Lung Cancer

PV QA 4 - Poster Viewing Q&A 4

TU_31_3626 - 70 years or Older Stage III Non-small Cell Lung Cancer: Impact of Technology on Outcomes of Definitive Chemoradiation

Tuesday, October 23
2:45 PM - 4:15 PM
Location: Innovation Hub, Exhibit Hall 3

70 years or Older Stage III Non-small Cell Lung Cancer: Impact of Technology on Outcomes of Definitive Chemoradiation
P. Mohindra1, M. A. L. Vyfhuis1, M. J. Edelman2, N. Bhooshan3, J. Feliciano4, W. Burrows5, S. N. Badiyan1, M. Suntharalingam1, S. J. Feigenberg6, and C. B. Simone II1; 1Department of Radiation Oncology, University of Maryland School of Medicine, Baltimore, MD, 2Division of Hematology/ Oncology, Fox Chase Cancer Center, Cheltenham, PA, 3Pinnacle Health Radiation Oncology, Harrisburg, PA, 4Division of Oncology, The Johns Hopkins School of Medicine, Baltimore, MD, 5Division of Thoracic Surgery, University of Maryland School of Medicine, Baltimore, MD, 6Department of Radiation Oncology, University of Pennsylvania, Philadelphia, PA

Purpose/Objective(s): The elderly population (≥ 70 years) remains underrepresented in clinical trials with limited data on oncological outcomes of stage III non-small cell lung cancer (NSCLC). Uncertainty regarding expected outcomes or fear of toxicity may lead to suboptimal treatments. Using a mature institutional IRB approved database of patients treated with a uniform multidisciplinary approach, we test the hypothesis that definitive treatment in the modern era yields comparable outcomes for elderly patients.

Materials/Methods: Between January 2000 and December 2013, 355 patients with stage III NSCLC at our institution were offered definitive intent chemoradiation (CRT) as bimodality therapy or followed by surgery (trimodality). Kaplan-Meier estimates of overall survival (OS) and freedom-from recurrence (FFR) with log rank test for univariate and Cox regression multivariate analysis (MVA) was performed. The chi-square test was used to compare categorical variables.

Results: 70 years or older patients comprised 24% (N = 86) of the cohort and were more likely to be non-Black (p = 0.004) with higher Charlson score (p < 0.001) in comparison to younger (<70y) patients. There were no differences (p>0.05) in PS, COPD diagnosis, marital status or residential median income. Likelihood of receiving concurrent CRT (88% vs 93%, p=0.14) and RT dose ≥ 66 Gy (43% vs 46%, p=0.58) were similar, though ≥ 70y patients were less likely to undergo consolidation chemotherapy (consCT, 59% vs 73%, p=0.03) or trimodality therapy (15% vs 28%, p=0.017). Median RT duration (p = 0.74) and RT dose (p = 0.56) were not different and were independent of RT technique (3D or IMRT). With a median follow-up of 1.7y for all patients and 4.1y for surviving patients (range:0.2–14.5y), 5-year estimated OS for older and younger patients was 15% vs 26%, respectively (p =0.004). 5-y estimated FFR rate was comparable (24% vs 23%, p =0.69). On MVA, age group (<70 vs ≥ 70) did not impact OS or FFR. Overall, female gender, marital status, IMRT use, consCT and trimodality therapy were factors associated with significant survival benefit. On pairwise stratified analysis, factors associated with favorable OS in older patients were female gender, recent diagnosis (after 2005) which matched with increasing use of IMRT. Survival benefit of IMRT was larger in older patients (37% vs 9.9%, p=0.009) vs younger patients (37% vs 24%, p=0.074).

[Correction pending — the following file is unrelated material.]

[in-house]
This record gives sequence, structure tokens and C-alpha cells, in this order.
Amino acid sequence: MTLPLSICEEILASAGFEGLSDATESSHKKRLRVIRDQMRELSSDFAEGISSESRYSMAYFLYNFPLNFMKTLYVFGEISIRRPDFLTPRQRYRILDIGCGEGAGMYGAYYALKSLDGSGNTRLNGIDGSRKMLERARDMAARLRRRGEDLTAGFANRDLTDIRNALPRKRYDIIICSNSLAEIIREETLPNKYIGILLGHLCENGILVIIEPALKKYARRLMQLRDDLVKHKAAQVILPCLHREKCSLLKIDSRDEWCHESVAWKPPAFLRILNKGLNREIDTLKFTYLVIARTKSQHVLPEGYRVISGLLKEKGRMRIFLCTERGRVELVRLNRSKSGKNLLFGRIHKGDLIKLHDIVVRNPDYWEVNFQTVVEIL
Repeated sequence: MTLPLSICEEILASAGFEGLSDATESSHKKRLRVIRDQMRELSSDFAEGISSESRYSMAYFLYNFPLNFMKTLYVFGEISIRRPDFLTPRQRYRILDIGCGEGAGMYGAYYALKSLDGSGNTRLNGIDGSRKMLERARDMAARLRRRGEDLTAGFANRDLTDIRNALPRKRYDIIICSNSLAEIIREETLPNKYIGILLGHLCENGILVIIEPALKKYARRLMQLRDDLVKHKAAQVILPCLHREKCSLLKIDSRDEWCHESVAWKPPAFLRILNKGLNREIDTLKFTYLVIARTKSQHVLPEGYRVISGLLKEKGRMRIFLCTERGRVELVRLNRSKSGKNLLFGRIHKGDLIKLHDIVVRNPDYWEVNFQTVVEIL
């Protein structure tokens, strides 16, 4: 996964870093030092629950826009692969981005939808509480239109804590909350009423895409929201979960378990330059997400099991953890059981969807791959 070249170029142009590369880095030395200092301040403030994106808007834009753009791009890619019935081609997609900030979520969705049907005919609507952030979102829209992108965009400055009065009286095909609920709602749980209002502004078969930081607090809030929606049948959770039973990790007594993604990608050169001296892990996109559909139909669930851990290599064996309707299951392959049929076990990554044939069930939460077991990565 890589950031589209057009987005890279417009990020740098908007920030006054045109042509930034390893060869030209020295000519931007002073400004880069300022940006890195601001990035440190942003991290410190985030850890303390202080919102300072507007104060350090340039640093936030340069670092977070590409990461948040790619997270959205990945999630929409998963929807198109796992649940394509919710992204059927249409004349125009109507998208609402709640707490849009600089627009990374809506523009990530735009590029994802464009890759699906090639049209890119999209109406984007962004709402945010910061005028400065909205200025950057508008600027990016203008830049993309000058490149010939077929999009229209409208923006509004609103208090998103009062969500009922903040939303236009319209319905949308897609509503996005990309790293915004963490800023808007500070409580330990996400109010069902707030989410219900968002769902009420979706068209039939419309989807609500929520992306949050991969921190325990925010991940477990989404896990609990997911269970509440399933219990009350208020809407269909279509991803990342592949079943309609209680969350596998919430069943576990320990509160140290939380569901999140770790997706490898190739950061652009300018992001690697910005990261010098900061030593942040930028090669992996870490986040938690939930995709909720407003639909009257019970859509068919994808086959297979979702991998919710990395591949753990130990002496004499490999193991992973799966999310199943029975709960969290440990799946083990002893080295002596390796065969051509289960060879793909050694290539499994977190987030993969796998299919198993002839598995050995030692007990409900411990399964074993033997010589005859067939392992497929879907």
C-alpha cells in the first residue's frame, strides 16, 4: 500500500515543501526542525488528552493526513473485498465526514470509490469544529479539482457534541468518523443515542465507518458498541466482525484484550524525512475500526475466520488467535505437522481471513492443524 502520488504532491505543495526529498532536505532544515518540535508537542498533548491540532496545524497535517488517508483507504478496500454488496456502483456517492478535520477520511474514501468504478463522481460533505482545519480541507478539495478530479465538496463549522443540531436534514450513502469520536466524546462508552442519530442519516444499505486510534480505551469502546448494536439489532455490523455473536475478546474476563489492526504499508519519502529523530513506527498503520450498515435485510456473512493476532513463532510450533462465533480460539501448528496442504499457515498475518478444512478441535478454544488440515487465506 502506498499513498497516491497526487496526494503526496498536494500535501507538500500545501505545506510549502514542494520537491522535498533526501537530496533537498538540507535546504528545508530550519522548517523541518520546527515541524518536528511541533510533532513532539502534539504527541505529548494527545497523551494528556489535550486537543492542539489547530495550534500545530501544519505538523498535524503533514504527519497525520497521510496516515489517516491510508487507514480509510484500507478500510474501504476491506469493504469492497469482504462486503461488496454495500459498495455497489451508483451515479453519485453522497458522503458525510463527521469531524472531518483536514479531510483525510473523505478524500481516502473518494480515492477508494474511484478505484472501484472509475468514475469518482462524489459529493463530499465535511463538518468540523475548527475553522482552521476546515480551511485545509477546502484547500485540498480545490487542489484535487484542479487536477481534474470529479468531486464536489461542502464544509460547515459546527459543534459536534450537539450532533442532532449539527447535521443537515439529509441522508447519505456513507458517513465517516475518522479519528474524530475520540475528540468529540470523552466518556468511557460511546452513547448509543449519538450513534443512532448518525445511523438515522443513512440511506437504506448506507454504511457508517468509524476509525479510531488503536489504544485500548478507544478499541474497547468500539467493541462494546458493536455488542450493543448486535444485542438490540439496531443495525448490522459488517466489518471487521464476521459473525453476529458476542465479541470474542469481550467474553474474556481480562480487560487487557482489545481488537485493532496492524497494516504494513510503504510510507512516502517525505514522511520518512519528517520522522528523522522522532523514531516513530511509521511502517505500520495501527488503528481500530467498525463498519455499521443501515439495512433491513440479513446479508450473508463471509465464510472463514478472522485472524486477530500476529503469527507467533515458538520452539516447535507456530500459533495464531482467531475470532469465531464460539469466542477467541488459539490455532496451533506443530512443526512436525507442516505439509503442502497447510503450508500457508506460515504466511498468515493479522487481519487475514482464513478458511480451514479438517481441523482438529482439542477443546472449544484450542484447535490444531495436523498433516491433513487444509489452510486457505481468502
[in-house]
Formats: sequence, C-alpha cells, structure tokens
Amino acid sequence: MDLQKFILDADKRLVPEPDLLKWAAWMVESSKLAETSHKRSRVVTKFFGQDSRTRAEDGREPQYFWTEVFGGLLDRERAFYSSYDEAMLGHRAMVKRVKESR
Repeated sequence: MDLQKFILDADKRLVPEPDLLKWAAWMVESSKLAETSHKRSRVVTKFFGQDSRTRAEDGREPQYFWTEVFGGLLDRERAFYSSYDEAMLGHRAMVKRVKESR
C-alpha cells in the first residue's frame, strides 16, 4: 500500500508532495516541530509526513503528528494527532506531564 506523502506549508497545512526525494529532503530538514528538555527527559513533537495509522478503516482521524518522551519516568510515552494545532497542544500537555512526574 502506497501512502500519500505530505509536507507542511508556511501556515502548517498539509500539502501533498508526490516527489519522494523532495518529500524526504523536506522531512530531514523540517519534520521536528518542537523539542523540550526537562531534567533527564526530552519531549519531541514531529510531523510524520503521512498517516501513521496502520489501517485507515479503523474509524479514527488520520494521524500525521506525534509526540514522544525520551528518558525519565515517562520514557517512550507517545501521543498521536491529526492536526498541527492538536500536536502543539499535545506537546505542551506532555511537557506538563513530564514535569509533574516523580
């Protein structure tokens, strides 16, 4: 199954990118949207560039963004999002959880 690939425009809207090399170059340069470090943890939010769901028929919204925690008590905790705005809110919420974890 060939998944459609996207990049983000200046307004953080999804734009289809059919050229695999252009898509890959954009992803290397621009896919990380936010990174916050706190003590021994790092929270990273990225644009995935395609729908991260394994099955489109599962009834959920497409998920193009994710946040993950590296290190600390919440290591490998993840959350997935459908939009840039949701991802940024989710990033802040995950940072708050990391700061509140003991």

Conclusion: 70 years or older patients appear to derive larger survival benefit from use of modern RT techniques when using high-dose CRT. Lower utilization of trimodality therapy or consCT may justify exploration of potentially less morbid consolidative approaches, such as immunotherapy.

Author Disclosure: P. Mohindra: Honoraria; American Brachytherapy Society. Board Member; Alliance for Clinical Trials in Oncology. Panel Chair-Thoracic Section; American College of Radiology. M.A. Vyfhuis: None. M.J. Edelman: Research Grant; BMS, Clovis, Genentech, Heat Biologics, Novartis, Peregrine. Advisory Board; Hospira. Stock Options; Andarix. Board of Directors; Alliance for Clinical Trials in Oncology. Chair, Education Committee (Lung Cancer); ASCO. Co-chair, Lung Committee; NRG. N. Bhooshan: None. W. Burrows: None. S.N. Badiyan: Honoraria; Varian. M. Suntharalingam: CEO; University of Maryland Medical System. S.J. Feigenberg: None. C.B. Simone: Employee; Nemours/Alfred I. duPont Hospital for Children. Chair, Executive Council; Chair, Lung Committee; Proton Collaborative Group (PCG). Editor-in-Chief; Annals of Palliative Medicine. Chair, Lung Resource Panel; American Society for Radiation Oncology.

Pranshu Mohindra, MD, DABR

Disclosure:
Employment
University of Maryland School of Medicine: Asst. Professor: Employee

Leadership
Alliance for Clinical Trials in Oncology: Board Member; American College of Radiology: Panel Chair-Thoracic Section

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